The suit in the case of Binyam Mohamed v. Jeppesen Dataplan, Inc., was filed on behalf of the five men against a subsidiary of Boeing Aircraft. The plaintiffs claimed that Jeppesen Dataplan, Inc. provided the transportation that brought them to their respective places of torture. The suit was a legal challenge to the Bush administration's "extraordinary rendition" policy that authorized the transporting of suspected terrorists to locations outside the United States for questioning, often by means the administration called "enhanced interrogation" and others have simply called "torture." The Obama administration has continued the practice of extraordinary rendition and the Justice Department under Obama continued to press the Bush administration's argument that vital state secrets would be compromised if the case went to trial.
The lead plaintiff was Binyam Mohamed (photo, above), a native of Ethiopia who was arrested in Pakistan in 2002. According to court records, he was detained for three months, then secretly transported by a private U.S. chartered jet to Morocco. There, he alleged, he was detained for 18 months, during which he was tortured in an effort to extract information from him about terrorist activities. He claimed he was beaten unconscious, cut with a scalpel in various part of his body and had hot liquid poured on him. He was later turned over to U.S. authorities and was confined at the military prison at Guantanamo Bay, Cuba. According to a Pentagon report cited by the Cable News Network, Mohamed admitted undergoing training at a terrorist base in Afghanistan, but later recanted, claiming the evidence against him was obtained from torture he underwent during his Moroccan captivity. He was freed in 2009 and now lives in the United Kingdom.
The other four plaintiffs claimed they also were "forcibly disappeared," subjected to arbitrary detention and tortured. All five men brought suit against the British and American governments as well Jeppesen Dataplan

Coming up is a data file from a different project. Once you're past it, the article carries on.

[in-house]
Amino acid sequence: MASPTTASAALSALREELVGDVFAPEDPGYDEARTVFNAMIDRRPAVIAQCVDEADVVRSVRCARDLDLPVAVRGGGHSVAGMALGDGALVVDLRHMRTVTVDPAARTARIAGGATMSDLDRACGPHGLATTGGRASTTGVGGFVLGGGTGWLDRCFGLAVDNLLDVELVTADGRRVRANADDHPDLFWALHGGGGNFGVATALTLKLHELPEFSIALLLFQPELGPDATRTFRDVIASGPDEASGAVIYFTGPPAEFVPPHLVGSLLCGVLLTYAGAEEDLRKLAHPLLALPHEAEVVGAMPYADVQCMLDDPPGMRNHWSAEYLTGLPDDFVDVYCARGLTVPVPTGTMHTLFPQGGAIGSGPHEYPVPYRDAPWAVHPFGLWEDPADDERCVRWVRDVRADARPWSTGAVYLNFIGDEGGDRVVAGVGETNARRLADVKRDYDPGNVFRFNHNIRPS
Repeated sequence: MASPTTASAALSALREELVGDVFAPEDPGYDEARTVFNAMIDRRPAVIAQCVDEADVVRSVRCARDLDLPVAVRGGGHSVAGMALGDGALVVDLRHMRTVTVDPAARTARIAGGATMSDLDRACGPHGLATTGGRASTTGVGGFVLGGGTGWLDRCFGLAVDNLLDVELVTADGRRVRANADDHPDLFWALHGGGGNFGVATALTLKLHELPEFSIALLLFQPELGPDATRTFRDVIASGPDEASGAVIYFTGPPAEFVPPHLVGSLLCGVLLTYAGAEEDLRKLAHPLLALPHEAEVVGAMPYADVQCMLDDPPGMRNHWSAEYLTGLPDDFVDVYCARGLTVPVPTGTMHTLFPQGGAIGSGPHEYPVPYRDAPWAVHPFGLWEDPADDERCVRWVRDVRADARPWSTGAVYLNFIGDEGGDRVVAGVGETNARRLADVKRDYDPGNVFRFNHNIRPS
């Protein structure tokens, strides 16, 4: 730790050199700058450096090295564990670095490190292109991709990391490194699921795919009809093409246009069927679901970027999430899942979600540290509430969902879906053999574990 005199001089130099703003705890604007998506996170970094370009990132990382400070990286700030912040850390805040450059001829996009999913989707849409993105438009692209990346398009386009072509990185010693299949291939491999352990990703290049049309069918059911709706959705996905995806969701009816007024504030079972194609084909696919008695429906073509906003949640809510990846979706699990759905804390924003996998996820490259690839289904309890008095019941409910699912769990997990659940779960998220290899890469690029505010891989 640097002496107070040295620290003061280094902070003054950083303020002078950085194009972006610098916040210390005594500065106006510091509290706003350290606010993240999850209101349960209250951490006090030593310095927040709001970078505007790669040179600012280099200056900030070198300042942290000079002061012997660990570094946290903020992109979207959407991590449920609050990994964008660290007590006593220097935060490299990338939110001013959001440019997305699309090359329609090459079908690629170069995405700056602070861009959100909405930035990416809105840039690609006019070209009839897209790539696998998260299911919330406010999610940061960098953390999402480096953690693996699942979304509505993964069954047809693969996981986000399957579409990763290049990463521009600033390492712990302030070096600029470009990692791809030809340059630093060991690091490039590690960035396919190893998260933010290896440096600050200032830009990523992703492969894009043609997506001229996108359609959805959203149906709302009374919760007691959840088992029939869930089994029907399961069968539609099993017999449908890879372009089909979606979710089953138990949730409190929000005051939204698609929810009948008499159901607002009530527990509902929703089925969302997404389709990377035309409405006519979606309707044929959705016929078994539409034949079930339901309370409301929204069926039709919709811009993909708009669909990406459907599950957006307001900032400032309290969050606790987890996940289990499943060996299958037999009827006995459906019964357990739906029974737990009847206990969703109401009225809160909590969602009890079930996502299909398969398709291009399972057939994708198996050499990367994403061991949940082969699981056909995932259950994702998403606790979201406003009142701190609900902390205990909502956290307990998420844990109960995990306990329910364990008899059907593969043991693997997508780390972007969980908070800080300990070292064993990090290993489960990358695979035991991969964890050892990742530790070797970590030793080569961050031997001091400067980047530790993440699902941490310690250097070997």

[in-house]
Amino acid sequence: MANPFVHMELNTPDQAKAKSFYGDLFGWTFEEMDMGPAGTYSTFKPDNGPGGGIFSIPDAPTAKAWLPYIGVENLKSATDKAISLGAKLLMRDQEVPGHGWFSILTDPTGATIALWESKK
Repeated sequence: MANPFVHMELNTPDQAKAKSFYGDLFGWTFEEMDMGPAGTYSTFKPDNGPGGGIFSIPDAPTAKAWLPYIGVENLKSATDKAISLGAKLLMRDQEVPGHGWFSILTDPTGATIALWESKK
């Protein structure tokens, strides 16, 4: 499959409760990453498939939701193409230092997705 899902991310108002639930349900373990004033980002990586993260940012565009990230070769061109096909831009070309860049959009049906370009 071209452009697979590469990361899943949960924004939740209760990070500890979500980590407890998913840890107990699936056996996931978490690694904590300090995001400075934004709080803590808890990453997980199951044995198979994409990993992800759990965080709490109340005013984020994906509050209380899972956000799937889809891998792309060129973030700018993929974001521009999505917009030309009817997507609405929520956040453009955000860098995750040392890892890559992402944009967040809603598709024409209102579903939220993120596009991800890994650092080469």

"I have been through an experience that I never thought to encounter in my darkest nightmares," Mohamed said when the lawsuits were filed. "It is still difficult for me to believe that I was abducted, hauled from one country to the next, and tortured in medieval ways -— all orchestrated by the United States government." American Civil Liberties Union attorneys representing the plaintiffs described the Supreme Court's decision Monday as both a denial of justice and a stain on the nation's honor.
"With today's decision, the Supreme Court has refused once again to give justice to torture victims and to restore our nation's reputation as a guardian of human rights and the rule of law," said Ben Wizner, the ACLU's litigation director for national security issues. The lawyers urged the Obama administration to reconsider its reliance on the state secrets privilege in other lawsuits alleging abuses by the government.
The appeal to the nation's highest court followed last year's closely divided decision by a panel of the Ninth Circuit Court of Appeals in San Francisco, denying the plaintiffs the right to bring their case to trial. In a 6-5 decision the judges ruled in favor of the Justice Department's argument that a trial would present "an unacceptable risk of disclosure of state secrets no matter what the legal or factual theories Jeppesen would choose to advance during a defense." The ruling brought sharp criticism of the Obama administration and its Justice Department for continuing a Bush policy denounced by candidate Obama in the 2008 presidential campaign. Salon.com columnist Glenn Greenwald, a former civil liberties lawyer, has been among the President's most persistent critics in that regard.
"Suffice to say -— with great understatement -— Obama's doing this doesn't trigger the same level of outrage and objection as when Bush did it, at least not in most circles," Greenwald lamented in his column of September 8, 2009. The New York Times, however, did not spare Obama the criticism it had previously leveled against Bush for abusing the state secrets privilege in order to "avoid embarrassing the government, not to protect real secrets. In this case, " the Times editorial said, "the embarrassment and the shame to America's reputation are already too well known."